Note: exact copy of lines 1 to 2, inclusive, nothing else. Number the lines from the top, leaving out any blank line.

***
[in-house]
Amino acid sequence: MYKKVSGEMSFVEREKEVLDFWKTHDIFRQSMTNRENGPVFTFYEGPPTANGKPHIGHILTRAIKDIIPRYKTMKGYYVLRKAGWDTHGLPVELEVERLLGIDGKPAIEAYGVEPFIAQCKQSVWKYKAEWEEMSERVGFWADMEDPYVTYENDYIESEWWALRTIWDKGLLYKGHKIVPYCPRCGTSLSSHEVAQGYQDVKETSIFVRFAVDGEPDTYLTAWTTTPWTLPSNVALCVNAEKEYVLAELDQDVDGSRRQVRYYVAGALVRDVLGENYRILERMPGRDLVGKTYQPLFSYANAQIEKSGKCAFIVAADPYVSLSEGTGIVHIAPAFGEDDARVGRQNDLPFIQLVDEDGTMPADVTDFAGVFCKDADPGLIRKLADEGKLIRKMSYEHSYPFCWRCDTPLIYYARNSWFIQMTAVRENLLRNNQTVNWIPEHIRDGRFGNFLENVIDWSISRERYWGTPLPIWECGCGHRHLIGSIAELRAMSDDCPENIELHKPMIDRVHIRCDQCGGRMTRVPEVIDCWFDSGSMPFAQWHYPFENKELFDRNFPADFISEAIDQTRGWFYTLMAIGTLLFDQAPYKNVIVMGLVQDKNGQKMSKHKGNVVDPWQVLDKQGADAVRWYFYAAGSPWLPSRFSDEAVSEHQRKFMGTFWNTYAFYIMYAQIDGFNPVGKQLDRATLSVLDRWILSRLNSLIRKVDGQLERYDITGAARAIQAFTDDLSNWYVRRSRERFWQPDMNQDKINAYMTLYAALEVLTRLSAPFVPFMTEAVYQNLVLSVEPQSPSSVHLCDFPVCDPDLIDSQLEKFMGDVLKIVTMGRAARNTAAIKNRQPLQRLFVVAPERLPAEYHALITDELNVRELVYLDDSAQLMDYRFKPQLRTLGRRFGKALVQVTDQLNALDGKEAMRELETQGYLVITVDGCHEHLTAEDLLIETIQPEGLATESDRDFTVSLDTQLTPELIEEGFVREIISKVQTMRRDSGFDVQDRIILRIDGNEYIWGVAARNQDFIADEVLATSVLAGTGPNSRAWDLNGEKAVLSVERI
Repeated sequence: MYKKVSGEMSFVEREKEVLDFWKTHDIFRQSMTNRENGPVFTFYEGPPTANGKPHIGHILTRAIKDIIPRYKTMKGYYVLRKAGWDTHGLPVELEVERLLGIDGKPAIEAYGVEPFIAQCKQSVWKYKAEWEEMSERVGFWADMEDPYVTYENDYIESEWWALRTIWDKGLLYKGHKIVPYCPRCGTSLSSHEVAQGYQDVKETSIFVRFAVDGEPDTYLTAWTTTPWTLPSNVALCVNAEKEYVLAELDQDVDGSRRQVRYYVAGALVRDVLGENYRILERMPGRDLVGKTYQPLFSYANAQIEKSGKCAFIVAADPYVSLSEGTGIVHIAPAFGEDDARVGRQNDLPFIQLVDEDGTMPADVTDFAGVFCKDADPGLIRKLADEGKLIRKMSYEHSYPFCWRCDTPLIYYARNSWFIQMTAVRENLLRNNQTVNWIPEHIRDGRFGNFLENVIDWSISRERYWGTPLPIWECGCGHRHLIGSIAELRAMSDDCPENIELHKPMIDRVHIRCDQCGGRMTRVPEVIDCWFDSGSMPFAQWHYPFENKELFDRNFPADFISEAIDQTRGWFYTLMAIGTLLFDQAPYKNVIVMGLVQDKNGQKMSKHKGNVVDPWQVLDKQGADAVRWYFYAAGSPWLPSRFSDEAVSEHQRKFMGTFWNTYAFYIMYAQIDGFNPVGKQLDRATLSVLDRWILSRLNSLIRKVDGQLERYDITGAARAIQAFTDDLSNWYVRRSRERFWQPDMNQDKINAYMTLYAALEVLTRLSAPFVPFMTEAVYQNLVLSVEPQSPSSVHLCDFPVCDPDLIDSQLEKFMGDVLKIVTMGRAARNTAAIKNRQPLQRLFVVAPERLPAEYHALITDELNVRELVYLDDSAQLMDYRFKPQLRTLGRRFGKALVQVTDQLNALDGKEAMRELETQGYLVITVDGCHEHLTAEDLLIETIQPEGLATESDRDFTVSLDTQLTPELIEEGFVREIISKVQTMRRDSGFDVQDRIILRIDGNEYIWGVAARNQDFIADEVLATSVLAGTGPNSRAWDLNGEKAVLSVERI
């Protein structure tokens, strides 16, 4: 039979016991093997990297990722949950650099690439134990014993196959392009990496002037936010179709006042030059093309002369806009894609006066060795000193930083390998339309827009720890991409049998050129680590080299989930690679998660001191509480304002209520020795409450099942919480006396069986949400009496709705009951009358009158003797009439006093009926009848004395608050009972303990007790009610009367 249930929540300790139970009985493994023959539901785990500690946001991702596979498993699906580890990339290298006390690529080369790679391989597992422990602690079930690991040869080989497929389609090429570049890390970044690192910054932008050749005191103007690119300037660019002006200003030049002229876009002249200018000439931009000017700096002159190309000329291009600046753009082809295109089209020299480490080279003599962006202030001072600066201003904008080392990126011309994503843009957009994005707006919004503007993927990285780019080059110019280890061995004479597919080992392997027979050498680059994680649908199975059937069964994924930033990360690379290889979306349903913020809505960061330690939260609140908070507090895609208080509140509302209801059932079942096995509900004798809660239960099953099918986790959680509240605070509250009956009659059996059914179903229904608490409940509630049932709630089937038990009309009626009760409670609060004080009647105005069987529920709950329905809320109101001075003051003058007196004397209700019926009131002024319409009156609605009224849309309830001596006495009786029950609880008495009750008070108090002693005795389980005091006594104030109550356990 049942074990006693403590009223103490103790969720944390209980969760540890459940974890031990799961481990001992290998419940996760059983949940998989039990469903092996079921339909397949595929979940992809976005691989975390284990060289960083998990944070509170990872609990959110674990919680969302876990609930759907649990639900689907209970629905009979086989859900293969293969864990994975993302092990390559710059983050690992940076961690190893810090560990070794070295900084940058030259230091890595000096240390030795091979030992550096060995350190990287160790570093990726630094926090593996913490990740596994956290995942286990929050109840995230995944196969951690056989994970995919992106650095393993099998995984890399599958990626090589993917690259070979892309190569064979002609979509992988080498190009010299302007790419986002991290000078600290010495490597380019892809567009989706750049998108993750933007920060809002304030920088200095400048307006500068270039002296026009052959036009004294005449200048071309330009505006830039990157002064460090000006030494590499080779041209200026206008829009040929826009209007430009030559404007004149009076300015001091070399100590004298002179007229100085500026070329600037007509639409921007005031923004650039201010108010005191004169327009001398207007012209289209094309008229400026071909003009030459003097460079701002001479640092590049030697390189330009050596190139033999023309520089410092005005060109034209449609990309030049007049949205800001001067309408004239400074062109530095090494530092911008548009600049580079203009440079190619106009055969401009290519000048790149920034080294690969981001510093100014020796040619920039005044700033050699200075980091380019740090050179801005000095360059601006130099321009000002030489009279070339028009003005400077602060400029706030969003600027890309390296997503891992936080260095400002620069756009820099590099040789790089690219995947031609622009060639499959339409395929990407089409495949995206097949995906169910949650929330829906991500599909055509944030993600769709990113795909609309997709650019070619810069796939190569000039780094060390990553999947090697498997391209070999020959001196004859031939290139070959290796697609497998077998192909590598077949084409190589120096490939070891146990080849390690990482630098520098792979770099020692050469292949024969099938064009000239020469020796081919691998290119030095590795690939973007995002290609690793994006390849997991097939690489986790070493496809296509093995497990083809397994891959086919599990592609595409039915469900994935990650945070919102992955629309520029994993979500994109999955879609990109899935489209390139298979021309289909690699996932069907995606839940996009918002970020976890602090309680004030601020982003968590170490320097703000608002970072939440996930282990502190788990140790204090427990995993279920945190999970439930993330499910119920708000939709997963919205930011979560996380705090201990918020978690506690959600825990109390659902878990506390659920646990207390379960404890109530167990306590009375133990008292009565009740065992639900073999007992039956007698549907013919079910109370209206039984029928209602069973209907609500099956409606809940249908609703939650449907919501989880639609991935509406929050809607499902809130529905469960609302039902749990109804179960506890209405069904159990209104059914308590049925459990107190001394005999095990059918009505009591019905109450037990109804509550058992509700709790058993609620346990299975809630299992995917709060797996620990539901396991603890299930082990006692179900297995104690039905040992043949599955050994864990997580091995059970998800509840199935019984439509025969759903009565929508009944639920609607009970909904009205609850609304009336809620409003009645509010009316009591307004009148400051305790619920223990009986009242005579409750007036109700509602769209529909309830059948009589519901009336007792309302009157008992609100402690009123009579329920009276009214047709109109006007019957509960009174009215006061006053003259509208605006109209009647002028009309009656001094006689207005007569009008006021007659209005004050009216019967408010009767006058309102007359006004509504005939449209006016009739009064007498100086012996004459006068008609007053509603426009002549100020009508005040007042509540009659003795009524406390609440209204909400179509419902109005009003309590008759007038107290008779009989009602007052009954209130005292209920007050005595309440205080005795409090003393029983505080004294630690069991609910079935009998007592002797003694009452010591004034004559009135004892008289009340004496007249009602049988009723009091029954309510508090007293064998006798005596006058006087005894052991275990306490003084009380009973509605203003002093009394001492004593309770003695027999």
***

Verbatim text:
[in-house]
Amino acid sequence: MYKKVSGEMSFVEREKEVLDFWKTHDIFRQSMTNRENGPVFTFYEGPPTANGKPHIGHILTRAIKDIIPRYKTMKGYYVLRKAGWDTHGLPVELEVERLLGIDGKPAIEAYGVEPFIAQCKQSVWKYKAEWEEMSERVGFWADMEDPYVTYENDYIESEWWALRTIWDKGLLYKGHKIVPYCPRCGTSLSSHEVAQGYQDVKETSIFVRFAVDGEPDTYLTAWTTTPWTLPSNVALCVNAEKEYVLAELDQDVDGSRRQVRYYVAGALVRDVLGENYRILERMPGRDLVGKTYQPLFSYANAQIEKSGKCAFIVAADPYVSLSEGTGIVHIAPAFGEDDARVGRQNDLPFIQLVDEDGTMPADVTDFAGVFCKDADPGLIRKLADEGKLIRKMSYEHSYPFCWRCDTPLIYYARNSWFIQMTAVRENLLRNNQTVNWIPEHIRDGRFGNFLENVIDWSISRERYWGTPLPIWECGCGHRHLIGSIAELRAMSDDCPENIELHKPMIDRVHIRCDQCGGRMTRVPEVIDCWFDSGSMPFAQWHYPFENKELFDRNFPADFISEAIDQTRGWFYTLMAIGTLLFDQAPYKNVIVMGLVQDKNGQKMSKHKGNVVDPWQVLDKQGADAVRWYFYAAGSPWLPSRFSDEAVSEHQRKFMGTFWNTYAFYIMYAQIDGFNPVGKQLDRATLSVLDRWILSRLNSLIRKVDGQLERYDITGAARAIQAFTDDLSNWYVRRSRERFWQPDMNQDKINAYMTLYAALEVLTRLSAPFVPFMTEAVYQNLVLSVEPQSPSSVHLCDFPVCDPDLIDSQLEKFMGDVLKIVTMGRAARNTAAIKNRQPLQRLFVVAPERLPAEYHALITDELNVRELVYLDDSAQLMDYRFKPQLRTLGRRFGKALVQVTDQLNALDGKEAMRELETQGYLVITVDGCHEHLTAEDLLIETIQPEGLATESDRDFTVSLDTQLTPELIEEGFVREIISKVQTMRRDSGFDVQDRIILRIDGNEYIWGVAARNQDFIADEVLATSVLAGTGPNSRAWDLNGEKAVLSVERI